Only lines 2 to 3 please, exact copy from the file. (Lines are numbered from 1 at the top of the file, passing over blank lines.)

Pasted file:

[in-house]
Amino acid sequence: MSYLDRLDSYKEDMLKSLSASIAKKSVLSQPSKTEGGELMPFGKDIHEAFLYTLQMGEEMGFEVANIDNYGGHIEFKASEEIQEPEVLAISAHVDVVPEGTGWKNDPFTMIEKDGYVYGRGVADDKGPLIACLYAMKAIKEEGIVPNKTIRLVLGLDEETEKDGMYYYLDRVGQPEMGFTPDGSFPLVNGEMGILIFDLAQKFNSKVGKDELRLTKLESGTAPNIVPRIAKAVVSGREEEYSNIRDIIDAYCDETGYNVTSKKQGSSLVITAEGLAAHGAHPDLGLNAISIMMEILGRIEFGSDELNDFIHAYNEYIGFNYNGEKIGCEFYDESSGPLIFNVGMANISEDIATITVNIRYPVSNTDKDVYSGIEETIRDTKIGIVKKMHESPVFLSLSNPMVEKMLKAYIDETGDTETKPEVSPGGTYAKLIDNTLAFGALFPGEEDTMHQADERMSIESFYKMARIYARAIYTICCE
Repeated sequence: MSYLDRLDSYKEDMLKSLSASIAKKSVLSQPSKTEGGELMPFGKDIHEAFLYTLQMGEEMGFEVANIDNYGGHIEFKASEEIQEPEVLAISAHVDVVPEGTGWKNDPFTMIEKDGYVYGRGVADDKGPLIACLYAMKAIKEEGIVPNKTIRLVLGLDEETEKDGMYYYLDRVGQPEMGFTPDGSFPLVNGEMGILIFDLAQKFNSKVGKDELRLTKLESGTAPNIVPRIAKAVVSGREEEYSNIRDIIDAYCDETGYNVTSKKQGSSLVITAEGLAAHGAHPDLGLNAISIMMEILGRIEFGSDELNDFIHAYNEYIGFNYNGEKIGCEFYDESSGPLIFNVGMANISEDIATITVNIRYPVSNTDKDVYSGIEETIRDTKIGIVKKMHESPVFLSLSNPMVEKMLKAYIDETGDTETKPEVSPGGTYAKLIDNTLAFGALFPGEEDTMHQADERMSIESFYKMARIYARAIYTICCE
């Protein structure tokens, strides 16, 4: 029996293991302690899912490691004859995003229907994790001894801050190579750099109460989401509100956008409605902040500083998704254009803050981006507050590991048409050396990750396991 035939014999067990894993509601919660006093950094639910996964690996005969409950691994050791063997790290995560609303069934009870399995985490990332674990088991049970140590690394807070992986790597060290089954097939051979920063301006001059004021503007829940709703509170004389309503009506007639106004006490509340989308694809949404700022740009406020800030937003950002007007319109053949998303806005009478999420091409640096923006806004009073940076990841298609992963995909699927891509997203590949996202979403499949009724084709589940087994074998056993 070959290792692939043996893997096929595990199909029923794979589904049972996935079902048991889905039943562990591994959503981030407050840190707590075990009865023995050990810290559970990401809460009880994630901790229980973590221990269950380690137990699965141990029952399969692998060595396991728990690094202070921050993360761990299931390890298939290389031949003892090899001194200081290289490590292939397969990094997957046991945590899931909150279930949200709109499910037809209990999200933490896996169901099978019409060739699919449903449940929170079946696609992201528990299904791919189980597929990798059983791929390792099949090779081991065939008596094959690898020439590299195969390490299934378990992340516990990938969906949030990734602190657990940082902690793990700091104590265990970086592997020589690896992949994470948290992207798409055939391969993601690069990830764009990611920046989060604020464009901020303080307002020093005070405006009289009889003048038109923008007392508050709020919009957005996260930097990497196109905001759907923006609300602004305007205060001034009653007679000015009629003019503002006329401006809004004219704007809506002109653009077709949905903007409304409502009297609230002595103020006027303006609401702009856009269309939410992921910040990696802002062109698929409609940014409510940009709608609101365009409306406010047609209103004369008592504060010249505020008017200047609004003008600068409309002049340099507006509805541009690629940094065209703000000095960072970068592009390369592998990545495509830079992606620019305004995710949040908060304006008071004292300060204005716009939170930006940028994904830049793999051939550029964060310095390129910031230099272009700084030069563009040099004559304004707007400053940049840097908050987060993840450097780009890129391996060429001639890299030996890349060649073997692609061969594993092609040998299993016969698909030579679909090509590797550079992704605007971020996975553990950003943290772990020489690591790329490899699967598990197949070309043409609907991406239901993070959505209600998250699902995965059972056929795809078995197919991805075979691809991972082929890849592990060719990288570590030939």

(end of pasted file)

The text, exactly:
Amino acid sequence: MSYLDRLDSYKEDMLKSLSASIAKKSVLSQPSKTEGGELMPFGKDIHEAFLYTLQMGEEMGFEVANIDNYGGHIEFKASEEIQEPEVLAISAHVDVVPEGTGWKNDPFTMIEKDGYVYGRGVADDKGPLIACLYAMKAIKEEGIVPNKTIRLVLGLDEETEKDGMYYYLDRVGQPEMGFTPDGSFPLVNGEMGILIFDLAQKFNSKVGKDELRLTKLESGTAPNIVPRIAKAVVSGREEEYSNIRDIIDAYCDETGYNVTSKKQGSSLVITAEGLAAHGAHPDLGLNAISIMMEILGRIEFGSDELNDFIHAYNEYIGFNYNGEKIGCEFYDESSGPLIFNVGMANISEDIATITVNIRYPVSNTDKDVYSGIEETIRDTKIGIVKKMHESPVFLSLSNPMVEKMLKAYIDETGDTETKPEVSPGGTYAKLIDNTLAFGALFPGEEDTMHQADERMSIESFYKMARIYARAIYTICCE
Repeated sequence: MSYLDRLDSYKEDMLKSLSASIAKKSVLSQPSKTEGGELMPFGKDIHEAFLYTLQMGEEMGFEVANIDNYGGHIEFKASEEIQEPEVLAISAHVDVVPEGTGWKNDPFTMIEKDGYVYGRGVADDKGPLIACLYAMKAIKEEGIVPNKTIRLVLGLDEETEKDGMYYYLDRVGQPEMGFTPDGSFPLVNGEMGILIFDLAQKFNSKVGKDELRLTKLESGTAPNIVPRIAKAVVSGREEEYSNIRDIIDAYCDETGYNVTSKKQGSSLVITAEGLAAHGAHPDLGLNAISIMMEILGRIEFGSDELNDFIHAYNEYIGFNYNGEKIGCEFYDESSGPLIFNVGMANISEDIATITVNIRYPVSNTDKDVYSGIEETIRDTKIGIVKKMHESPVFLSLSNPMVEKMLKAYIDETGDTETKPEVSPGGTYAKLIDNTLAFGALFPGEEDTMHQADERMSIESFYKMARIYARAIYTICCE